Twitter’s Real Business Finally Emerges
Twitter’s making a lot of big moves this month, spanning the web and its mobile front. It seems as though we’ve been waiting for this moment for years, given Twitter’s rising popularity and elusiveness about its business model. With promotional ads being rolled out this week, and a mobile app release and acquisition last week, we’re finally able to gain better insight as to what Twitter will be doing to turn a profit and push further growth.
This week’s announcement and subsequent ad roll out is really big news for Twitter, particularly as it begins to address the question of how Twitter can generate some considerable revenue. While Twitter had already begun to make some money through making its content accessible to search engines such as Google, the ability to more directly sell and target ad space through its microblogging network means higher profit margins for the company.
As far as mobile goes, Twitter’s latest moves are welcomed and have been eagerly anticipated for some time. Given Twitter’s early and ongoing appeal for mobile use, its BlackBerry app release and Tweetie iPhone app acquisition give Twitter a far more expansive reign over its existing user base. Gaining more control over the access points users have to Twitter means that the company can better position and target ads, while retaining a good portion of any profits that come through such distribution methods.
To that end, the timing seems quite ripe for Twitter. Having avoided acquisition deals from the likes of Facebook, the necessity for Twitter to step up and make its own way has been an increasing concern, despite the global growth and sustained popularity of the service itself. Others, including Google, Microsoft and Facebook, have become more aggressive in their search and location-based services as well, impeding on Twitter’s space and introducing new forms of competition.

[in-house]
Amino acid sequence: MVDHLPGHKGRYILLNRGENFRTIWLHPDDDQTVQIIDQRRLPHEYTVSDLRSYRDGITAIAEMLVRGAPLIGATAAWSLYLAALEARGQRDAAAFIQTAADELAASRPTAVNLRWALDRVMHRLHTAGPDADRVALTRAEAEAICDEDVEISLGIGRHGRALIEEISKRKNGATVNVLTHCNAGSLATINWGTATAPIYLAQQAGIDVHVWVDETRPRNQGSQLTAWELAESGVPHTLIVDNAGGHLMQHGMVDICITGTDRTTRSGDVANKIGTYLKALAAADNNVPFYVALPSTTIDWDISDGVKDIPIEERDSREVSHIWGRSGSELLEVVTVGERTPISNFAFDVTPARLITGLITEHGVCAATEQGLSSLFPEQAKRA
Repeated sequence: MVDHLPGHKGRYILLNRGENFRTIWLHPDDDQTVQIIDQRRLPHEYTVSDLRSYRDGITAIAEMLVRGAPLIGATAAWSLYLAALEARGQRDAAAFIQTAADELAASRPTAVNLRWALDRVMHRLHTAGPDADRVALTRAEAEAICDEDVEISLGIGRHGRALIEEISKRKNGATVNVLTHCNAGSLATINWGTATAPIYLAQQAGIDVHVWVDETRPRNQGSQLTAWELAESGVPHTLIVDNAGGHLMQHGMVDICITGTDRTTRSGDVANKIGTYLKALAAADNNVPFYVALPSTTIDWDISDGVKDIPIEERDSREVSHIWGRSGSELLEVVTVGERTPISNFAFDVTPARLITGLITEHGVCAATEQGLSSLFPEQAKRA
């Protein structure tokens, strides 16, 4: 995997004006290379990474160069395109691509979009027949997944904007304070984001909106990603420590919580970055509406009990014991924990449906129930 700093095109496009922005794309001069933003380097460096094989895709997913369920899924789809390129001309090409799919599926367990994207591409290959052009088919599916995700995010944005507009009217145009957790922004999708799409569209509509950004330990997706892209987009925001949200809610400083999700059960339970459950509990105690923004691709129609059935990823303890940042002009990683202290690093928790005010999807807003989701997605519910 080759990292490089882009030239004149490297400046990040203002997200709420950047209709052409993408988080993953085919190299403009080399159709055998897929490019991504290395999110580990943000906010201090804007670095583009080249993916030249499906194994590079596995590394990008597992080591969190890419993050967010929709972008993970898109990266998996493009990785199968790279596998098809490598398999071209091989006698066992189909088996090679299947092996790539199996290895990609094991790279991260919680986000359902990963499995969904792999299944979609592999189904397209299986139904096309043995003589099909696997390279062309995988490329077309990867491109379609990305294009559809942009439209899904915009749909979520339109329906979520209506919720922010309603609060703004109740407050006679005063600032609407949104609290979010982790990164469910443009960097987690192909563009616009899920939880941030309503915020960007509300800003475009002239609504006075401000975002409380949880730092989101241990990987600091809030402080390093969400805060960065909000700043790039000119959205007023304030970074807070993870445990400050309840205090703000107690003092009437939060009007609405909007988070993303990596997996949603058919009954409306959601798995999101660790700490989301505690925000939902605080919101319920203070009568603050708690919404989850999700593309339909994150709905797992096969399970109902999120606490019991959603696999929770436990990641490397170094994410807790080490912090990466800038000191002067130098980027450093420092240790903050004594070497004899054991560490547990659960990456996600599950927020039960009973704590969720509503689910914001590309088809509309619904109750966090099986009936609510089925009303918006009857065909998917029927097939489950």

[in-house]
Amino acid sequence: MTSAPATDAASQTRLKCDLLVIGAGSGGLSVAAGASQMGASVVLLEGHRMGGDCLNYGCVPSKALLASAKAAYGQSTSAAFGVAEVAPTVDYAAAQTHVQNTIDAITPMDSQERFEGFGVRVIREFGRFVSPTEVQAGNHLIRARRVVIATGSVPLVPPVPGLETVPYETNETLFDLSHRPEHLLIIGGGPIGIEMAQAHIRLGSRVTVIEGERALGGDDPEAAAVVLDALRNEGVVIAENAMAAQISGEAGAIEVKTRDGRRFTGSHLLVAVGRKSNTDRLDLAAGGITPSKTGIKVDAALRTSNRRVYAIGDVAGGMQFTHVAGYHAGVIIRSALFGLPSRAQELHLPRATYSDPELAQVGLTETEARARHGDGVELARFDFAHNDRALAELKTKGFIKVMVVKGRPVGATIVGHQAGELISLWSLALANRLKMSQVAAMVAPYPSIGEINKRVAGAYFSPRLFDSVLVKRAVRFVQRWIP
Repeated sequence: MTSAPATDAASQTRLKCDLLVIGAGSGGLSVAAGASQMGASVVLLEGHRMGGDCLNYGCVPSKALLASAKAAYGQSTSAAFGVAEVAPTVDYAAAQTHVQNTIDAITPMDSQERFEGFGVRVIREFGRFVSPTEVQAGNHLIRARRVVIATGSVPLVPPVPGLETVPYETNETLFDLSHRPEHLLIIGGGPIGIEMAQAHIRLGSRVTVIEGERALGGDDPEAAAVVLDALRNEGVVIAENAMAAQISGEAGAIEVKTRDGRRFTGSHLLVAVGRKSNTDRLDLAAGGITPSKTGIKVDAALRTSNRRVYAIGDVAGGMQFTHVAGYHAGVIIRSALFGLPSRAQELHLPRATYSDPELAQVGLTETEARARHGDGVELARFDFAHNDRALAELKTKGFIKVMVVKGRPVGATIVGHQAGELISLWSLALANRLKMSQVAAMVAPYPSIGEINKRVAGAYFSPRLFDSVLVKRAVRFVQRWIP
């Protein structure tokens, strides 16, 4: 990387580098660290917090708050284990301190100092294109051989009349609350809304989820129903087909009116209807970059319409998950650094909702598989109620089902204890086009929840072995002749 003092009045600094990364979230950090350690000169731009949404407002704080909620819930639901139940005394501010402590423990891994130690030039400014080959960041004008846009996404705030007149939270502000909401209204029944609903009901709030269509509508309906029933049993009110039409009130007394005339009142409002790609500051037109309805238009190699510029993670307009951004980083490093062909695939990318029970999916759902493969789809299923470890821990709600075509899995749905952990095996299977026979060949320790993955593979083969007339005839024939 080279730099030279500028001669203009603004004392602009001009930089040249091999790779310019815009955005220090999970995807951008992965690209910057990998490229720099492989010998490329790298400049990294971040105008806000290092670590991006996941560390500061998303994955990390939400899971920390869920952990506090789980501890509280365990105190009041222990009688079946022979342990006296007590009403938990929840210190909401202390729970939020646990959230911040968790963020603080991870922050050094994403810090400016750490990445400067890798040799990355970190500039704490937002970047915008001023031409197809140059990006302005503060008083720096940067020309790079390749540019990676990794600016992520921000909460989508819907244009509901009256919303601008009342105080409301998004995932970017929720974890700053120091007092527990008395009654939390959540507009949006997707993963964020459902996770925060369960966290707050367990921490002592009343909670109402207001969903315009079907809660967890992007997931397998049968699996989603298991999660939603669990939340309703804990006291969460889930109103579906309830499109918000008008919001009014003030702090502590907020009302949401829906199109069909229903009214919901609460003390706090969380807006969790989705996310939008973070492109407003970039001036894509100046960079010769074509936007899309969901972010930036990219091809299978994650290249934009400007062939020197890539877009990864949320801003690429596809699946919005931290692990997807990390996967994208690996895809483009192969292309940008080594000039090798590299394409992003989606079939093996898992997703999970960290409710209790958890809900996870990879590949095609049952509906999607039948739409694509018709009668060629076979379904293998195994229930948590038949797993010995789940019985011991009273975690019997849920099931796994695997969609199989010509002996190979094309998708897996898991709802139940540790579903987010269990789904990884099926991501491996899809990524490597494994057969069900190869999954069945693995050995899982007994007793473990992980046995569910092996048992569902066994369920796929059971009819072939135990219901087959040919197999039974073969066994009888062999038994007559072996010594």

Projects like Google’s FourSquare combine geo-specific social interactions with targeted advertising, adding to typical and real-time search from its own database as well as Twitter’s. The need for Twitter to not only regain some of that control, but to make a profit as well, has led the company to make compromises in areas it’s been avoiding since its inception.
That’s not to say that this wasn’t part of Twitter’s plan all along, but the similarities between Twitter’s new ad model and the one proven by Google offer a level of comfort to early advertisers working with Twitter, as well as a sense of familiarity towards users. The efforts Twitter has demonstrated towards its ability to better own its space is a long-awaited business move, and one that could invariably change the very perception of Twitter.
How these efforts will effect advertisers, brands, consumers and developers remains to be seen, but it’s quite evident that Twitter is ready to “arrive.” As we’ve already pointed out, the way in which brands communicate through Promoted Tweets will need to remain poignant and consumer-centric, which merely highlights the fact that the new access points for Twitter advertising will redefine the way in which businesses and consumers interact. Maintaining a healthy correspondence around these interactions will be the new thing to tackle.